In an ideal world, you, a small business owner, could dedicate your time to running your business and increasing your profit margin.
You wouldn’t have to worry about pulling complex legal manoeuvres, securing project approvals, managing social media or solving marketing problems. You’d have the money to simply outsource everything to skilled, reliable contractors.
Unfortunately, we don’t live in an ideal world, and familiarising yourself with law, accounting, marketing and PR is simply part-and-parcel of being a small business owner. You’re the jack of all trades, living off a shoestring budget, and most of the time it’s a lot cheaper to do something yourself.
Website maintenance is one of those DIY aspects. Even if you’ve hired a developer or a marketing firm to build you a shiny new website that looks great and works even better, you probably can’t justify shelling out monthly retainers for the occasional price change or altered line of text.
If your website has been built using a CMS (content management system) like Weebly, WordPress, Shopify or Squarespace, it’s incredibly easy for you to make small changes to your website’s content and layout.
Something you’re probably going to alter? Photos.
Whether it’s a new product, updated team pics, or fresh new header backgrounds, you will, at some point, want to give your images a makeover.
Even though uploading images via CMSs is fairly simple (often just a drag-and-drop file upload from your PC), it’s critical that you also consider SEO (search engine optimisation).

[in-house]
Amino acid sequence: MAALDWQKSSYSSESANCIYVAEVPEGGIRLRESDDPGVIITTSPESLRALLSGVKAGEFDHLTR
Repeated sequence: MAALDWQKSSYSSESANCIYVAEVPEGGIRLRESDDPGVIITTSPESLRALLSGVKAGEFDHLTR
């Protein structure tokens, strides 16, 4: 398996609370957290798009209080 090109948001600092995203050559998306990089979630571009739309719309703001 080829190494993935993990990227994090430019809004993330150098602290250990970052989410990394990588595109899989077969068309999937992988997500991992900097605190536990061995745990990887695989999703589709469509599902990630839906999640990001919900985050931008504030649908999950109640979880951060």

SEO is one of those terms you’re going to have to learn about very quickly if you want to survive in an increasingly-digital world; in short, it’s tactics and strategies for making your website appear at the top of search engine results, like those produced by Google and Bing.
Image optimisation is a relatively minor aspect of SEO, but it’s certainly not one you should overlook. In this article, I’ll be listing four easy methods which you, a small business owner with no coding skills, can use to optimise your website’s images.
Make sure the photos are sized properly
Obviously, you don’t want your website cluttered with grainy, poor-quality images, but, at the same time, you don’t want pictures that are unnecessarily large. The larger an image’s file size is, the slower it will load, which increases your page’s loading time.
Since website speed is a fairly major SEO factor, it’s important that your images aren’t too big. If you know the dimensions of how your image is going to displayed, you can export it from Adobe Photoshop as those dimensions.
For example, if you know your image has a max-width of 300px, then you could export it by entering ‘300’ under ‘Image Size’ in the ‘Export’ window (the height will adjust automatically).